Posts Tagged ‘women’s sexual desire’

Mass Marketing

October 19, 2013

The best argument against self-publishing is the simple fact that most writers yearn to write books, not market books.

I’m glad Dr. Whelihan and I went the self-publishing route, and we’ve been amazingly successful getting the word out about  “Kiss and Tell,” but let me assure you that securing media attention and exposure in magazines, newspapers, radio and TV for any book, product or idea these days is very difficult and much more time consuming than people realize.

After a certain number of months thinking about ways to talk to people about the book you’ve written on sexual desire, let’s just say the desire wanes.

I find that half my time is spent just trying to ferret out the correct contact people at media organizations to pitch to. That’s half the battle right there, because there’s no point mailing your product into a black hole. Even with my former newspaper experience, I struggle with this all the time.

So you can imagine my excitement when I saw that “Kiss and Tell” had finally cracked a national magazine. Yep. The Aug. 26 edition of Publishers Weekly carried not only a description of our book, but also a thumbnail of the cover. Since only a few covers per page were used, I chose to be complimented that we were among those selected.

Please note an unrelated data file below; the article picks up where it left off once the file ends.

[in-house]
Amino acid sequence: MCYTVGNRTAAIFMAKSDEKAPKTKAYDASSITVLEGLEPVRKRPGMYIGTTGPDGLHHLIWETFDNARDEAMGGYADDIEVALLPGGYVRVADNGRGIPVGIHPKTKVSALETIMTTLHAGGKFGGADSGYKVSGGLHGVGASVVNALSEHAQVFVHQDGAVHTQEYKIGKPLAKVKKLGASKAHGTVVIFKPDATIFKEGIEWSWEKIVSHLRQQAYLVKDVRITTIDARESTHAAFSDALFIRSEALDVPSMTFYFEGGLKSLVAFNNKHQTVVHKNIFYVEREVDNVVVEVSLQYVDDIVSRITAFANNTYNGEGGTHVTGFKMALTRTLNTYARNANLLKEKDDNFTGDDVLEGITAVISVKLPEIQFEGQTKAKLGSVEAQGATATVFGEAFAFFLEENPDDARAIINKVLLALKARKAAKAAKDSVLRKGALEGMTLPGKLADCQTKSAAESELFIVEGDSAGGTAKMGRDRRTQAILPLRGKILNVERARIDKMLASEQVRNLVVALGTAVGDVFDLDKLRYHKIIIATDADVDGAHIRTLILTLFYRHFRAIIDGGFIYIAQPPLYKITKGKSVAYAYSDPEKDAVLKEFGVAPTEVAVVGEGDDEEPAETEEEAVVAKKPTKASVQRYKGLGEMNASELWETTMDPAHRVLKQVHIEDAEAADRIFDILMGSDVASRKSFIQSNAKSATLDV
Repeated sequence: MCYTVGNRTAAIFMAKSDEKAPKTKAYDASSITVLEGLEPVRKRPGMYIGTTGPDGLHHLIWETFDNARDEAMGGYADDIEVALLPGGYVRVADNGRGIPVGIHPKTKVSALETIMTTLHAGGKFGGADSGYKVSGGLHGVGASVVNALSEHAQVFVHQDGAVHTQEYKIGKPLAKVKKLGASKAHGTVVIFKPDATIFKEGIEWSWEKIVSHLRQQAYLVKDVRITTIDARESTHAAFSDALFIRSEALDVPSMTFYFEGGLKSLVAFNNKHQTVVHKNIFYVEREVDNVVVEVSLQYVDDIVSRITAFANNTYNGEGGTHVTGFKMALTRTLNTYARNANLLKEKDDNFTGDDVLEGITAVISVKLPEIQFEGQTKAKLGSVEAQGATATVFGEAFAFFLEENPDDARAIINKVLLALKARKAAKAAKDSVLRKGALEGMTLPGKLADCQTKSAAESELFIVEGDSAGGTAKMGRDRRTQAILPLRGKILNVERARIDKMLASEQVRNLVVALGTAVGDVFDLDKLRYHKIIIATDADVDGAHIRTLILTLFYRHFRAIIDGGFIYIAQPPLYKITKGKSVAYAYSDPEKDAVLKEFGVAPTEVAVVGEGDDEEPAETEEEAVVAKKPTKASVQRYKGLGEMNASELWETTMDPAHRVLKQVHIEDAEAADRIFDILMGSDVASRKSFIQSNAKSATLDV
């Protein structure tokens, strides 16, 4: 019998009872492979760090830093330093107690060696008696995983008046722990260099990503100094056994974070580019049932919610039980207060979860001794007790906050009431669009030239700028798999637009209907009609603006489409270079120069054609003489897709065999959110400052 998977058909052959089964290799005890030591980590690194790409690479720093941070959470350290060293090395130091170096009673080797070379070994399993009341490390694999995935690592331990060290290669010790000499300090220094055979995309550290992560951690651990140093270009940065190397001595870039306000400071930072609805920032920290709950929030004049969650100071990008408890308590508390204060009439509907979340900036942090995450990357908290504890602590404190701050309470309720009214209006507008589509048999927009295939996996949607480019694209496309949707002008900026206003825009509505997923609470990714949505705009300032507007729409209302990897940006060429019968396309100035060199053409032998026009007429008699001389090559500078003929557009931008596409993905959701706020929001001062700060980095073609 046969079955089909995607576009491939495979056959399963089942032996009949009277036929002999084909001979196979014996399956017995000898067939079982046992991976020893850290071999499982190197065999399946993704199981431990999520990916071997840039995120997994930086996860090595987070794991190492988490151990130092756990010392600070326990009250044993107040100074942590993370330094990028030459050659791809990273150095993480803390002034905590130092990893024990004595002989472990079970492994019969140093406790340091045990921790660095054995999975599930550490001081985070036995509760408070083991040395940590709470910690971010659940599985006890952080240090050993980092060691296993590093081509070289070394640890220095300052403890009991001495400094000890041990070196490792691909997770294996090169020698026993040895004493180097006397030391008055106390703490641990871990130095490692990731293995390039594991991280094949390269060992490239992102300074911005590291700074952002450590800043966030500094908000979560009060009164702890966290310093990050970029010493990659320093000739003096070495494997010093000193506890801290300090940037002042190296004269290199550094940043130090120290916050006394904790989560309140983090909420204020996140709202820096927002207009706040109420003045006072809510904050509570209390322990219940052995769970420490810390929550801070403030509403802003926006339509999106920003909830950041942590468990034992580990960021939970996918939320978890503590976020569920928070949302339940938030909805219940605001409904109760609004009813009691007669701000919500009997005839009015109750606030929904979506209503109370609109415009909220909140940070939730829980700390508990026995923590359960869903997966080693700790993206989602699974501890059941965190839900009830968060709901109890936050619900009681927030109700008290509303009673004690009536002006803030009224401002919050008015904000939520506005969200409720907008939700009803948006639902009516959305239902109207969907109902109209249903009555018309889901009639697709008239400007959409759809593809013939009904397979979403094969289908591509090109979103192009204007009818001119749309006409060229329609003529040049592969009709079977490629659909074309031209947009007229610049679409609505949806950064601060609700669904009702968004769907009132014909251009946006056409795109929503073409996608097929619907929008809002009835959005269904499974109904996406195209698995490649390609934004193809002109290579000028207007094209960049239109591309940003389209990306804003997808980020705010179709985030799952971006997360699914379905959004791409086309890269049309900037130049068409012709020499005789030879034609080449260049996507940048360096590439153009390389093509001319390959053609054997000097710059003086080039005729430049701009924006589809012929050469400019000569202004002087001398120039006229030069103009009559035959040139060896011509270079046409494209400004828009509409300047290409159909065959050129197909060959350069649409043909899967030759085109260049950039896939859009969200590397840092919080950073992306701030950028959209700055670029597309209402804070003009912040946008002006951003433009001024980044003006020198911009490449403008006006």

But how do you break into more of those larger markets/audiences and therefore increased sales? What I’ve had lots of practice at is speaking with 20-50 people about my topic and connecting with them one on one. I love signing books and chatting afterward with audience members, hearing their stories and feeling that bond. I’ve talked to groups as large as 140, but I don’t have a famous name that gathers many more people than that to a venue.

What I need is a TV audience, right?

So . . . speaking of TV audiences . . . a PR firm approached Dr. Whelihan and I about representing us and they happen to have a lot of contacts in broadcast media, which is a good fit for us, since we’ve already done a pretty good job pitching the book to local print media. I’m shocked by how expensive it is to secure their services though—more than a couple thousand dollars a month!

But when I look at how difficult it is to attract anyone’s attention in today’s society, and I look at the competition out there from both professionals and amateurs (and I assess how hard we’ve been working already to do this exact thing), I’m wondering if maybe it isn’t time to bring in some help.